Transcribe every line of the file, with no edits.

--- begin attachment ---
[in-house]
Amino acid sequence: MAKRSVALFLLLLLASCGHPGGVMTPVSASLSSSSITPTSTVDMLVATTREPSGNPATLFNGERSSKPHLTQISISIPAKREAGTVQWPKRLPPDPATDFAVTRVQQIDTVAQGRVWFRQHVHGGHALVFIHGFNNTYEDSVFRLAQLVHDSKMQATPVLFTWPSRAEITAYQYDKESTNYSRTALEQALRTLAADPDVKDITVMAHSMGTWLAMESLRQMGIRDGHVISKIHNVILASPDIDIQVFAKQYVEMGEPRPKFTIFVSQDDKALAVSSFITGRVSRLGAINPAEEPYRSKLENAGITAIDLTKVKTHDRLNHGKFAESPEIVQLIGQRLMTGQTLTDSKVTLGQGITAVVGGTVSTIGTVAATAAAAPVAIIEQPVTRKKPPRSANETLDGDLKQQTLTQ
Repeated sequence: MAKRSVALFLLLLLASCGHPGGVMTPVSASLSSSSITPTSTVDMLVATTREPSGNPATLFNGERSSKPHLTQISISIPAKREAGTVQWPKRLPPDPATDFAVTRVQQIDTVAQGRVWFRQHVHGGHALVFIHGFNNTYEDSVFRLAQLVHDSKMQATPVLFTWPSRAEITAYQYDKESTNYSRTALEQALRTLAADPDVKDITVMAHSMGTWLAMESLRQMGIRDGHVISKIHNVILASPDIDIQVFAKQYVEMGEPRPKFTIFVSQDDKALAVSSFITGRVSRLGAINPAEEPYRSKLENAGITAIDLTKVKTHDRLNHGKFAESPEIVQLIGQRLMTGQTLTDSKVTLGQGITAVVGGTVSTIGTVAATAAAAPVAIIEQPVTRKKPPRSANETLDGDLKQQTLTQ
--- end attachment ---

[in-house]
Amino acid sequence: MAKRSVALFLLLLLASCGHPGGVMTPVSASLSSSSITPTSTVDMLVATTREPSGNPATLFNGERSSKPHLTQISISIPAKREAGTVQWPKRLPPDPATDFAVTRVQQIDTVAQGRVWFRQHVHGGHALVFIHGFNNTYEDSVFRLAQLVHDSKMQATPVLFTWPSRAEITAYQYDKESTNYSRTALEQALRTLAADPDVKDITVMAHSMGTWLAMESLRQMGIRDGHVISKIHNVILASPDIDIQVFAKQYVEMGEPRPKFTIFVSQDDKALAVSSFITGRVSRLGAINPAEEPYRSKLENAGITAIDLTKVKTHDRLNHGKFAESPEIVQLIGQRLMTGQTLTDSKVTLGQGITAVVGGTVSTIGTVAATAAAAPVAIIEQPVTRKKPPRSANETLDGDLKQQTLTQ
Repeated sequence: MAKRSVALFLLLLLASCGHPGGVMTPVSASLSSSSITPTSTVDMLVATTREPSGNPATLFNGERSSKPHLTQISISIPAKREAGTVQWPKRLPPDPATDFAVTRVQQIDTVAQGRVWFRQHVHGGHALVFIHGFNNTYEDSVFRLAQLVHDSKMQATPVLFTWPSRAEITAYQYDKESTNYSRTALEQALRTLAADPDVKDITVMAHSMGTWLAMESLRQMGIRDGHVISKIHNVILASPDIDIQVFAKQYVEMGEPRPKFTIFVSQDDKALAVSSFITGRVSRLGAINPAEEPYRSKLENAGITAIDLTKVKTHDRLNHGKFAESPEIVQLIGQRLMTGQTLTDSKVTLGQGITAVVGGTVSTIGTVAATAAAAPVAIIEQPVTRKKPPRSANETLDGDLKQQTLTQ